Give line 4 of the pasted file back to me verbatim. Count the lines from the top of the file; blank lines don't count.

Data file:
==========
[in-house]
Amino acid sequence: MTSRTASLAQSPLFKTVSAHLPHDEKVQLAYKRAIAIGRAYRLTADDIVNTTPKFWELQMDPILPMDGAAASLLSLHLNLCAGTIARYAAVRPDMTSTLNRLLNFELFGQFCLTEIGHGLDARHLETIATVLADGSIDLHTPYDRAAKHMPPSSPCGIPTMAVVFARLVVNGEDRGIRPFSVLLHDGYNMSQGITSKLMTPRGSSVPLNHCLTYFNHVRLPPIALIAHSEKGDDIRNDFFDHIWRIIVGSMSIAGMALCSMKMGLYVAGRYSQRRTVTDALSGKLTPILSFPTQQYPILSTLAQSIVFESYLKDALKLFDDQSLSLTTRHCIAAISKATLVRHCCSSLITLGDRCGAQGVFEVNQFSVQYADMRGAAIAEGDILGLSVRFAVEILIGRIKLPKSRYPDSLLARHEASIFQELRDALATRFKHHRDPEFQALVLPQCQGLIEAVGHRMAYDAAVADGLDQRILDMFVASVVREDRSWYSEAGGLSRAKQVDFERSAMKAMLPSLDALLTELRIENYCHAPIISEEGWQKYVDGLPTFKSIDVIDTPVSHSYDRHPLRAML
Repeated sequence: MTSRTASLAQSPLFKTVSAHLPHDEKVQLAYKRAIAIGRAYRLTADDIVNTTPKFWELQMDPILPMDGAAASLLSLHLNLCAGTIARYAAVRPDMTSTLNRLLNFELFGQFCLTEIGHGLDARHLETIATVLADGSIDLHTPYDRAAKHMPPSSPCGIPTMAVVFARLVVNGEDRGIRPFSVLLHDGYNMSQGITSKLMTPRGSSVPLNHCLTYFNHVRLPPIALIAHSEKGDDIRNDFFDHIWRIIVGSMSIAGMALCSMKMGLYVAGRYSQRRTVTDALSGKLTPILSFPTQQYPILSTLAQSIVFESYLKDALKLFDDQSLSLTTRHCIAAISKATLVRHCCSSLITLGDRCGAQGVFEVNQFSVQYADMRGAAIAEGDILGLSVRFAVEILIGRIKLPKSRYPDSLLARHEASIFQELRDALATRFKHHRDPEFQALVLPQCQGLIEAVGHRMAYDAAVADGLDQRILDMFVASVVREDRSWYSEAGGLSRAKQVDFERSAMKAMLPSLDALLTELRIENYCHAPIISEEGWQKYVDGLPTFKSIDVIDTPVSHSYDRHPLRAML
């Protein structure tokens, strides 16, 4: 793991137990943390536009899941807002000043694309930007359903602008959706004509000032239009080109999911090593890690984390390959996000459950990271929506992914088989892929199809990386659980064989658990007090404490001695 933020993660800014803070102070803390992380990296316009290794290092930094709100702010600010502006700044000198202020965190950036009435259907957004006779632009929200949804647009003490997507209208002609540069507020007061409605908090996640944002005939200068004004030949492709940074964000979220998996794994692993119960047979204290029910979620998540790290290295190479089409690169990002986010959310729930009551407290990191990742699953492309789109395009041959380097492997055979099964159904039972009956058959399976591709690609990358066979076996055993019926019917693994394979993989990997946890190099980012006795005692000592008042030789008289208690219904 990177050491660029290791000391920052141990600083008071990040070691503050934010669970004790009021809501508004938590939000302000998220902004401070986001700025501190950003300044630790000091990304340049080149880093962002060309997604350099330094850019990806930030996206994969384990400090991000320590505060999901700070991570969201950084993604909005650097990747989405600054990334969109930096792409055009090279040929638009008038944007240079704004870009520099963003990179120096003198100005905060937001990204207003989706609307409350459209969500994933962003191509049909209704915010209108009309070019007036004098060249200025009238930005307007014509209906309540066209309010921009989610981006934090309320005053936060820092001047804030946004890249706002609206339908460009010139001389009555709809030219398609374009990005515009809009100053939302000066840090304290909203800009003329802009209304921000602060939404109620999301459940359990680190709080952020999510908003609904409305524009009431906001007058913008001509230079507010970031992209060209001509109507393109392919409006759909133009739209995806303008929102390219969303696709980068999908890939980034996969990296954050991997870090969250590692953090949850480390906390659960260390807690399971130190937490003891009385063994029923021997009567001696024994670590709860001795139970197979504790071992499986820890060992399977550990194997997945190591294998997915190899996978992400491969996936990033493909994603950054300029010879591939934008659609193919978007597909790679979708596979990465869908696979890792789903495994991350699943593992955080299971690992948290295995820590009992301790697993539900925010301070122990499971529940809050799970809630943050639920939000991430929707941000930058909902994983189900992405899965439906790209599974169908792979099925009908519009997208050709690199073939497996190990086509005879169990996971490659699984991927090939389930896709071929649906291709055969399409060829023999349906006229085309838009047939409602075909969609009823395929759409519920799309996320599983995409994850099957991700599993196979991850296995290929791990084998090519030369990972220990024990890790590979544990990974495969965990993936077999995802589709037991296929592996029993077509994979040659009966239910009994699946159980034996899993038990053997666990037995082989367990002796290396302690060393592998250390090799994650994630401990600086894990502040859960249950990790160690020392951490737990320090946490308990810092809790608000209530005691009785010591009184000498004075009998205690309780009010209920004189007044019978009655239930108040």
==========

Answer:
């Protein structure tokens, strides 16, 4: 793991137990943390536009899941807002000043694309930007359903602008959706004509000032239009080109999911090593890690984390390959996000459950990271929506992914088989892929199809990386659980064989658990007090404490001695 933020993660800014803070102070803390992380990296316009290794290092930094709100702010600010502006700044000198202020965190950036009435259907957004006779632009929200949804647009003490997507209208002609540069507020007061409605908090996640944002005939200068004004030949492709940074964000979220998996794994692993119960047979204290029910979620998540790290290295190479089409690169990002986010959310729930009551407290990191990742699953492309789109395009041959380097492997055979099964159904039972009956058959399976591709690609990358066979076996055993019926019917693994394979993989990997946890190099980012006795005692000592008042030789008289208690219904 990177050491660029290791000391920052141990600083008071990040070691503050934010669970004790009021809501508004938590939000302000998220902004401070986001700025501190950003300044630790000091990304340049080149880093962002060309997604350099330094850019990806930030996206994969384990400090991000320590505060999901700070991570969201950084993604909005650097990747989405600054990334969109930096792409055009090279040929638009008038944007240079704004870009520099963003990179120096003198100005905060937001990204207003989706609307409350459209969500994933962003191509049909209704915010209108009309070019007036004098060249200025009238930005307007014509209906309540066209309010921009989610981006934090309320005053936060820092001047804030946004890249706002609206339908460009010139001389009555709809030219398609374009990005515009809009100053939302000066840090304290909203800009003329802009209304921000602060939404109620999301459940359990680190709080952020999510908003609904409305524009009431906001007058913008001509230079507010970031992209060209001509109507393109392919409006759909133009739209995806303008929102390219969303696709980068999908890939980034996969990296954050991997870090969250590692953090949850480390906390659960260390807690399971130190937490003891009385063994029923021997009567001696024994670590709860001795139970197979504790071992499986820890060992399977550990194997997945190591294998997915190899996978992400491969996936990033493909994603950054300029010879591939934008659609193919978007597909790679979708596979990465869908696979890792789903495994991350699943593992955080299971690992948290295995820590009992301790697993539900925010301070122990499971529940809050799970809630943050639920939000991430929707941000930058909902994983189900992405899965439906790209599974169908792979099925009908519009997208050709690199073939497996190990086509005879169990996971490659699984991927090939389930896709071929649906291709055969399409060829023999349906006229085309838009047939409602075909969609009823395929759409519920799309996320599983995409994850099957991700599993196979991850296995290929791990084998090519030369990972220990024990890790590979544990990974495969965990993936077999995802589709037991296929592996029993077509994979040659009966239910009994699946159980034996899993038990053997666990037995082989367990002796290396302690060393592998250390090799994650994630401990600086894990502040859960249950990790160690020392951490737990320090946490308990810092809790608000209530005691009785010591009184000498004075009998205690309780009010209920004189007044019978009655239930108040």